Risk assessment | Treatment guidelines | Options for statin intolerance

Risk assessment

  • CVD risk in FH patients is not adequately predicted by conventional risk assessment tools.
  • Risk factors are the same in FH as in the general population, however the cardiovascular risk factors are amplified in patients with FH therefore this patient group require detailed assessment and aggressive management.
  • Patients diagnosed with heterozygous FH should be managed according to the following algorithm recommended by the FH Australasia Network. FH patients are stratified into low, intermediate and high complexity cases.
  • This aims to make the most efficient use of limited primary and tertiary care resources and enables the rationalisation of management into:


    patients should be managed in primary care by their GP.

    • These patients have:
      • no CVD
      • no CVD risk factors and/or
      • attained their LDL cholesterol target on statin treatment.


    patients should receive shared care between the GP and the FH specialist centre.

    • These patients have:
      • stable CVD
      • stable CVD risk factors
      • nearly reached their LDL cholesterol target on statin treatment
      • minor statin intolerance
      • heterozygous FH and are under 18.


    patients should be managed by the FH specialist centre.

    • These patients have:
      • multiple uncontrolled risk factors
      • symptomatic CVD
      • recent myocardial infarction or revascularisation
      • not attained their LDL cholesterol target despite dual therapy
      • severe statin intolerance.

Treatment guidelines

  • Early treatment is highly beneficial. All FH patients require lifestyle management as well as lipid lowering therapy.
  • Long term drug therapy for FH patients can substantially reduce or remove the lifetime risk of CVD due to the genetic disorder and can lower event rates to be the same as those of the general population.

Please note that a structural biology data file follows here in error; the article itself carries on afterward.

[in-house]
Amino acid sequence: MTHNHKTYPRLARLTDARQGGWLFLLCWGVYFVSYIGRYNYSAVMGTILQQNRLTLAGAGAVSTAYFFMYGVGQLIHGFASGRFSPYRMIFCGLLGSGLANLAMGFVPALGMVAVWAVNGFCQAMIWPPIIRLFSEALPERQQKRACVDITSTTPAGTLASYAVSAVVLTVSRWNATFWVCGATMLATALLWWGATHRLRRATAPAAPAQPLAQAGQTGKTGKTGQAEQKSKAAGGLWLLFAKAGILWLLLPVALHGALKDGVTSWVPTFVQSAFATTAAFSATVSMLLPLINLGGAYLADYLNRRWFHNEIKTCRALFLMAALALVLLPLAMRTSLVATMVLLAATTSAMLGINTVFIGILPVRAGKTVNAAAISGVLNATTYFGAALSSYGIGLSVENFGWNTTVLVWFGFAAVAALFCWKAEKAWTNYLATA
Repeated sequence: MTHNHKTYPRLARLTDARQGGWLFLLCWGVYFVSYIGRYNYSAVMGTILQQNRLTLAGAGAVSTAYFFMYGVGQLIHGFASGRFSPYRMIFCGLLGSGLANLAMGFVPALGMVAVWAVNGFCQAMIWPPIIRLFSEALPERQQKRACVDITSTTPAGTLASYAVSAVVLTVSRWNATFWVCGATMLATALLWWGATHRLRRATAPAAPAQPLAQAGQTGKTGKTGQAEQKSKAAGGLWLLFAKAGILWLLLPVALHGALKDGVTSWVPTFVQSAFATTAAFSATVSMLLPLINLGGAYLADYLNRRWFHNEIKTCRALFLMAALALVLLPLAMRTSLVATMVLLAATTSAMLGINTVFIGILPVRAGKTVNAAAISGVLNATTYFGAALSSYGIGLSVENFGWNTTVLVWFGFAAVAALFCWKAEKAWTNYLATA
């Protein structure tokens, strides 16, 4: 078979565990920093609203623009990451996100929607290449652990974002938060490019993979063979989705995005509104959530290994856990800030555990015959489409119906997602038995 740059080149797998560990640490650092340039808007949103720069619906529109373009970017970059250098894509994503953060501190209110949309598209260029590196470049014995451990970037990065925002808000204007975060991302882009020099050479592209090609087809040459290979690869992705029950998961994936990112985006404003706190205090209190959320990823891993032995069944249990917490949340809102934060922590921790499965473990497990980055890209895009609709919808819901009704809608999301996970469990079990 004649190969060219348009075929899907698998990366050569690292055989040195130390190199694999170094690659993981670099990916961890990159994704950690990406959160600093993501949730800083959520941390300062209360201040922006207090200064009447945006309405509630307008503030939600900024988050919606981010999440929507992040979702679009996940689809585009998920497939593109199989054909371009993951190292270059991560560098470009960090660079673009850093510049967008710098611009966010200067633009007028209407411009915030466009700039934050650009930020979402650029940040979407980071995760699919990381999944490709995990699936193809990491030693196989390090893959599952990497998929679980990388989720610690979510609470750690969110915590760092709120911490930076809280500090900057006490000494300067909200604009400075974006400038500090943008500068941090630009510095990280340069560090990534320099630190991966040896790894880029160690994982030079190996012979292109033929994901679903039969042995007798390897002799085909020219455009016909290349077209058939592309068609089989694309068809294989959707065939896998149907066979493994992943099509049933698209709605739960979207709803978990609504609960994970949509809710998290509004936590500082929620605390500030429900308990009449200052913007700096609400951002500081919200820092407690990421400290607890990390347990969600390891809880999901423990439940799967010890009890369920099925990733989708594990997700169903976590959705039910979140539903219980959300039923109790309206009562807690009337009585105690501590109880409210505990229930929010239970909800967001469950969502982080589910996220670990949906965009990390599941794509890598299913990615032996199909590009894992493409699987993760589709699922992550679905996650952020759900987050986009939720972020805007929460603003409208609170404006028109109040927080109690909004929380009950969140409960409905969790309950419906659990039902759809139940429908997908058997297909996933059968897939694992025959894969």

• Statins are the cornerstone of cholesterol-modifying therapy and should be the initial treatment of all adult patients with FH.
  • LDL cholesterol should be reduced by >50% and/or a target of:
    • <2.5mmol/L should be achieved if there is no evidence of CVD
    • <1.8mmol/L if there is evidence of CVD.
  • FH patients may require combination drug therapy to achieve treatment targets. Ezetimibe and bile acid sequestrants are options for intensification of therapy.
  • Patients with FH should be counselled and prescribed lifestyle modifications such as
    • smoking cessation
    • reduced intake of saturated fats
    • physical activity and caloric intake to achieve and maintain a healthy body weight
    • limitation of alcohol consumption.
  • Dietary interventions and the use of nutraceuticals such as psyllium husk, plant sterols and red yeast rice extracts may be beneficial to enhance the lipid lowering being achieved with medication.

Options for statin intolerance

  • If the initial statin is not tolerated, consider discontinuing for 8 weeks then rechallenging with a lower dose or an alternate statin.
  • Avoid or decrease risk factors especially alcohol consumption.
  • Consider drug interactions with any other CYP3 mediated drugs. Liver enzymes (specifically, the cytochrome P-450 liver enzymes) are responsible for eliminating all statins from the body with the exception of Pravastatin and Rosuvastatin.
  • Therefore, drugs that block the action of these liver enzymes increase the levels of Simvastatin, Fluvastatin, and Atorvastatin (but not Pravastatin or Rosuvastatin) in the blood and can lead to the development of rhabdomyolysis.
  • Drugs or agents that block these enzymes include:
    • protease inhibitors
    • diltiazem
    • erythromycin, clarithromycin
    • cyclosporin
    • verapamil
    • St John’s Wort
    • grapefruit juice.
  • Intermittent dosing such as every other day, once or twice weekly.
  • Ezetimibe with or without low dose statin or intermittent dosing.
  • Co-enzyme Q at doses of 100 – 200mg daily.
  • Vitamin D supplementation in vitamin D deficiency.